Sean Gallagher conducted early research into the role of alternative credentials at colleges and universities for his doctoral work. He wrote an accessible and fascinating account of the history of alternative credentials and the rationale for their inclusion in higher education. He offered thoughts about where they may be headed. This account predates the rise of micro-credentials, but much of it applies to this field.

Gallagher, S. R. (2016). The Future of University Credentials. New Development at the Intersection of Higher Education and Hiring. Harvard Education Press.

You can hear Gallagher’s thoughts on micro-credentials by watching this recorded panel discussion.

Young, J., Gallagher, S., & Soares, N. (2018). In evolving world of microcredentials, students, colleges and employers want different things. EdSurge.

Micro-credential Toolkits

Bigelow, A., Booth, C., Brokerhoff-Macdonald, B., Cormier, D., Dinsmore, C., Grey, S., … & Zahedi, E., (2022). eCampusOntario’s micro-credential toolkit.

Burning Glass Institute. (2022). The emerging degree reset.

Commonwealth of Learning. (2019). Designing and implementing micro-credentials: A guide for practitioners.

Institute for Credentialing Excellence. (n.d.). Microcredentialing toolkit.

Lethbridge College. (2021). Micro-credential development handbook. Centre for Teaching, Learning, and Innovation.

State University of New York. (n.d.). Our story: Building SUNY’s microcredential program and initial lessons learned.

University of Toronto. (n.d.). Microcredentials toolkit draft.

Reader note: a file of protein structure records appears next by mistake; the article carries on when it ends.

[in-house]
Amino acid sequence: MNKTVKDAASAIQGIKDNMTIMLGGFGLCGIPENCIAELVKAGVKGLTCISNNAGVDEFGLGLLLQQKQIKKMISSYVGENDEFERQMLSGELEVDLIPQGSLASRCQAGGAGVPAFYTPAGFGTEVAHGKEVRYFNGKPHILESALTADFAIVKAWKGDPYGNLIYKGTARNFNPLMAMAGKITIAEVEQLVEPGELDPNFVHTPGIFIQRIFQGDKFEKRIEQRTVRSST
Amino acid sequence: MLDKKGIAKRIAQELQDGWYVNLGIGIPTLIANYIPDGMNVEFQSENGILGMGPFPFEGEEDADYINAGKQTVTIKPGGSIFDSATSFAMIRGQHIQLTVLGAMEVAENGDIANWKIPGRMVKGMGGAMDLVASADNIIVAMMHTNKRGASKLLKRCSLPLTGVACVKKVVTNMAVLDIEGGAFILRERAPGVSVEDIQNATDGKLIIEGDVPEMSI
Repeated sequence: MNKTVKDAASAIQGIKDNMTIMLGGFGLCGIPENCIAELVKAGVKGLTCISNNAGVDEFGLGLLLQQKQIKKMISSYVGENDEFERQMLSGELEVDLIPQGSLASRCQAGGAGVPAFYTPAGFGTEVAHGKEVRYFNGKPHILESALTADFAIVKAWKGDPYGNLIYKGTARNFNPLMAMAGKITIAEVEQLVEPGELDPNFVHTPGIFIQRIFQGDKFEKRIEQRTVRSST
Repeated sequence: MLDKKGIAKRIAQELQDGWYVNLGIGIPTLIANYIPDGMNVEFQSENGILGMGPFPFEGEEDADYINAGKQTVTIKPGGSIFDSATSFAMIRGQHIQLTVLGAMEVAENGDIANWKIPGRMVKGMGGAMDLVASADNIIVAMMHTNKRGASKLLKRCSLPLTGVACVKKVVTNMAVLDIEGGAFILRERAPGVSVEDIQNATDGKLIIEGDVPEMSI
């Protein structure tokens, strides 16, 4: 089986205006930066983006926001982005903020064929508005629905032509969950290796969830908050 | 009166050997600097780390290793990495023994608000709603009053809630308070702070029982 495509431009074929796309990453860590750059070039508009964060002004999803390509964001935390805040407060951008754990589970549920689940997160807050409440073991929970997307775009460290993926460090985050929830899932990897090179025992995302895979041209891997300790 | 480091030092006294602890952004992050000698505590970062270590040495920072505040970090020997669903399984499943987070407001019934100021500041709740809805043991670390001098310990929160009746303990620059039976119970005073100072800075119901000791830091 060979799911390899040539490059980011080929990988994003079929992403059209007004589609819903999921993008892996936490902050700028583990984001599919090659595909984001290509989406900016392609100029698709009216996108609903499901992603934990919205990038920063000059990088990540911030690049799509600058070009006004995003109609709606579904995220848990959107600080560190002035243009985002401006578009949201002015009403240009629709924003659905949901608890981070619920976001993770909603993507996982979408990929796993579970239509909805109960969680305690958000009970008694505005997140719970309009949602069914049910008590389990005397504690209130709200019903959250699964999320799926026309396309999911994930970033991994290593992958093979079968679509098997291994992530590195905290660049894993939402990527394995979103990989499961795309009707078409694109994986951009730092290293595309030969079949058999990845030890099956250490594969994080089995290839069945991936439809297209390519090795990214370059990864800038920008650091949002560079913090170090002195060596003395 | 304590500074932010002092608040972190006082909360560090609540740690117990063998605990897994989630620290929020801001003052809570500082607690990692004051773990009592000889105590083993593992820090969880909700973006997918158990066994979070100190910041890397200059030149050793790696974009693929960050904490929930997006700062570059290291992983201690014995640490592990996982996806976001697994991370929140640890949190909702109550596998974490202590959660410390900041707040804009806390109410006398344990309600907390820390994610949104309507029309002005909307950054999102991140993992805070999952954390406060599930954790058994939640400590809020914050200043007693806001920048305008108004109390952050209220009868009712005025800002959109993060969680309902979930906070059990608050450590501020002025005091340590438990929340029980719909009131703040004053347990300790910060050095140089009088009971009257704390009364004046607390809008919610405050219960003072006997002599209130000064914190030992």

Works Cited

Aacrao’s alternative credentials work group (2022). Alternative credentials: Considerations, guidance, and best practices.

Academica group. (2021). Labour education applied research North (LEARN) micro-credentialing in Northern Alberta. Final report.

Ahsan, K., Akbar, S., Kam, B, & Abdulrahman, M. D.-A. (2023). Implementation of micro-credentials in higher education: A systematic literature review. Education and Information Technologies, 1–36.

Allen, J., & van der Velden, R. (2002), When do skills become obsolete, and when does it matter? In de Grip, A., van Loo, J., & Mayhew, K. (Eds.). The economics of skills obsolescence (Research in labor economics, Vol. 21), Emerald Group Publishing Limited, Bingley, pp. 27–50.

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  1. This text is commonly attributed to author and futurist Alvin Toffler. While it is powerful and perfectly encapsulates this section, it is a misquote. Toffler actually wrote: “By instructing students how to learn, unlearn and relearn, a powerful new dimension can be added to education” (Toffler, 1970, p. 211).
  2. A recent systematic review found the hyphenated version micro-credential is used in 68 per cent (n = 42) of studies. The unhyphenated microcredential is used 32 per cent of the time (n = 19) (Varadarajan et al., 2023).
  3. The 70-20-10 Model for Learning and Development proposes that the optimal sources of learning for adult learners is: 70% of their learning from on-the-job challenging experiences, 20% from developmental interactions with colleagues (often their supervisor), and 10% from readings and formal coursework (Jefferson & Pollock, 2014; Training Industry, 2023). This ratio was obtained from a 1996 survey of 200 executives who were asked how they believe they learn new knowledge and skills (Lombardo & Eichinger, 1996).
  4. LEARN is a group of Northern Alberta post-secondary institutions that includes Northwestern Polytechnic (formerly Grande Prairie Regional College), Keyano College, Northern Lakes College, and Portage College.